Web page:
What am I a #hashtag for?

Twitter users often type a # sign to mark the following word as significant and easily searchable for anyone looking for specific topics.  Called hashtags, these symbols essentially call attention to one’s specific post, like shining a spotlight, that anyone could fairly easily search for.  Some hashtags, like #enjoythisday or simply the word #peace, help people discover new insights on those topics, as people share what #peace means to them.  How to use hashtags effectively takes practice, for sure!  But I’ve enjoyed using them, and sometimes they have even helped me share inspiration with a much broader audience.  For instance, several months ago I linked to this song I’ve shared below, and described it using the hashtag #joy.  That evening, the publisher of an online paper called Spiritualevity Today  found my post (because they track posts all across Twitter using that #joy hashtag) and shared this song with their whole audience.  It was really inspiring to see how a simple descriptive word could direct so many people to something.

 

Now, this is all very fun, and I’m sure you’re glad to know more about hashtags, if you didn’t before…but what relation would a Twitter search function have to anything outside of Twitter?

It’s sort of strange, actually.  Recently, as I was waking up, the thought came: “What are you a hashtag for?”  I have certainly never thought of myself as a hashtag, or a web address, or an @, or anything like that, so this thought took me by surprise.  But I really enjoy diving into these thoughts, no matter how odd they seem on the surface.

What I discovered in that dive was a unique parable, shining new light on a familiar idea.  A hashtag points people to a specific topic.  It’s not the hashtag ITSELF that is important, but the substance – the source, perhaps – behind that hashtag.  Therefore, if I’m considering myself as a hashtag, it raises the question: are my actions, words, thoughts – my life – all about ME?  Or do they point people to my source, my substance?  And if so, what source do they point to?

This train of thought immediately made me think of a key sentence in the first chapter of the book of Genesis, in the Bible.  It reads, “So God created man in His own image, in the image of God he created him; male and female he created them.” (Genesis 1:27 NIV Study Bible)  That’s a pretty clear statement of source!  Now, I don’t see this as just some pretty words – the truth of that statement is what inspires and impels my work and my life, and I see the fruition of that truth every day.  There’s another idea in a book I love to study along with the Bible, Science & Health with Key to the Scriptures, by Mary Baker Eddy, which also shines a bright light on this foundational Bible passage.  It reads, “Man is not God, but like a ray of light which comes from the sun, man, the outcome of God, reflects God.” (p. 250)  The outcome of God!  The reflection and expression of divine goodness!  So there, I realized, was the “code” behind me being a hashtag: it’s not me, in and of myself, that’s important, but rather I get to realize that I’m the immediate expression and outcome of God.  As we all are!  In other words, in a spiritual search, #John should direct thought right back to God, without anything unGodlike muddying up the connection.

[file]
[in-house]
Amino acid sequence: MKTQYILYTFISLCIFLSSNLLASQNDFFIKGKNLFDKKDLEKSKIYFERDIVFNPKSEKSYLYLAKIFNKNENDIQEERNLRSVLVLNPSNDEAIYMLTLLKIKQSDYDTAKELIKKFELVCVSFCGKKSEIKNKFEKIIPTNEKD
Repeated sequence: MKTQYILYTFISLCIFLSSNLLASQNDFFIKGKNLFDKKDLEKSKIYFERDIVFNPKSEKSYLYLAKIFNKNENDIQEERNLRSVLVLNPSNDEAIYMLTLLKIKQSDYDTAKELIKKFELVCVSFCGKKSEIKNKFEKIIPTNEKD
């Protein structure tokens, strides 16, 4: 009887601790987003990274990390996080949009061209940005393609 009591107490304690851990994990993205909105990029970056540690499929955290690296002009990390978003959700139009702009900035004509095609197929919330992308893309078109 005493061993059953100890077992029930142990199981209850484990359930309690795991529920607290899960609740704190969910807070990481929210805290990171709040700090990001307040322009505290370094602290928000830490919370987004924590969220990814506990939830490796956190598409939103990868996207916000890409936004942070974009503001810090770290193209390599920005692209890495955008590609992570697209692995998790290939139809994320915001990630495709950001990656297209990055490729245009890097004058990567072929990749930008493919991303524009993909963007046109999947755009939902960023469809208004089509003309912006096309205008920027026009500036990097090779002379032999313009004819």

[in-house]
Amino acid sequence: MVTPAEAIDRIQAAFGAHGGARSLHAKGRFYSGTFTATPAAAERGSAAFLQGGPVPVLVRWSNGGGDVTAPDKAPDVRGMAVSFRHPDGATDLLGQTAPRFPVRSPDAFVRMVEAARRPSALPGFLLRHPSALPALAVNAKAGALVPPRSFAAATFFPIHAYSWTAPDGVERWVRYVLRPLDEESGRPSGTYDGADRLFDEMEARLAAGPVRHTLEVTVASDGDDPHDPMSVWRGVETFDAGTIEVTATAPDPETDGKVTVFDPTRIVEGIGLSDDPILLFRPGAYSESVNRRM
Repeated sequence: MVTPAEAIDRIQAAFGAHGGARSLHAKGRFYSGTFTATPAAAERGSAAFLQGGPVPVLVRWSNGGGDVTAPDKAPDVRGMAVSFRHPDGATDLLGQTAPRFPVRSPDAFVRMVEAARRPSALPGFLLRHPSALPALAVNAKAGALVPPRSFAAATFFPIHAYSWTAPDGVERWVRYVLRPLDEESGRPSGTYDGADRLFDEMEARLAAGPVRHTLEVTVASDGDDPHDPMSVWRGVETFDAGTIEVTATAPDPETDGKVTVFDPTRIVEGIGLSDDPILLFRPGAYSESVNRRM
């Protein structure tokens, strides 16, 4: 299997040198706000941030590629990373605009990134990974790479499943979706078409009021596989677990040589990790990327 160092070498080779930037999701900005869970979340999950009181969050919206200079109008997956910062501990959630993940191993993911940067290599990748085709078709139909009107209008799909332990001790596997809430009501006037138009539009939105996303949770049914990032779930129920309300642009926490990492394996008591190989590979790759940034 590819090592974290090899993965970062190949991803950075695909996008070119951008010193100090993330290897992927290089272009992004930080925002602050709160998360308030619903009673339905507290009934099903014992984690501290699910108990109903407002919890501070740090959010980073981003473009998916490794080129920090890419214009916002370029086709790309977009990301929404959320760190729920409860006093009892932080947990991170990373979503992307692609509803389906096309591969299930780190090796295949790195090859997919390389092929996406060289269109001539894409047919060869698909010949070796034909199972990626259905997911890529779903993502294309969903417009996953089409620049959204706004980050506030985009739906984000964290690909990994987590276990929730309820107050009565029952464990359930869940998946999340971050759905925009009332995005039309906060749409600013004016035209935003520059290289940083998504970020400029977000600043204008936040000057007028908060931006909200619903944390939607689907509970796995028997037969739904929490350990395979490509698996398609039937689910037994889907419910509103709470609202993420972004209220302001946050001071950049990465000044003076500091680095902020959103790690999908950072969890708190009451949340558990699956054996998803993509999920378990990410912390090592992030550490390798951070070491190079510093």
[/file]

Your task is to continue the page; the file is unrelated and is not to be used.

So if we, as the expressions and ideas of God, all point thought back to God, then there can’t truly be anything about ourselves which would point the opposite direction.  Now, this is certainly an interesting and fresh way for me to look at and choose my behavior and thoughts – is this choice something that goes along with my nature as a hashtag to God?  But it also applies to things which many people don’t believe we have a choice about, or are simply subject to – things like illness, poverty, depression, pride, anger…  But all these things are certainly not the outcome of God, who is described elsewhere in the Bible as Love itself.  Again, I and many others have certainly seen the truth of God’s nature as Love expressed in our own lives!

So, if those qualities or thoughts aren’t of God, then how could God’s effects (you and me) include them as a part of our make-up?  It would be like having a hashtag of #health_sickness or #joy_hate; the two just don’t go together.  Being that hashtag pointing to God really means we have to be made up of one essential substance, rather than two or more conflicting ones.  Since God is my source – the source and Creator of all of us – we never have to give in to the suggestion of anything otherwise.

Of course there’s much more diving to be done into this exploration of God as our Creator – our Father-Mother – but this brief idea of seeing myself and others as hashtags directing thought to God has really brightened my day!

Will you join me in cherishing all God’s hashtags?!

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2 thoughts on “What am I a #hashtag for?

    1. Thanks Tracy! Glad to hear from you 🙂 Always glad to rejoice together. It’s all about God! Thanks for sharing in your blog, as well – we’re all so loved, aren’t we, and what a privilege and pleasure to express that love for others.

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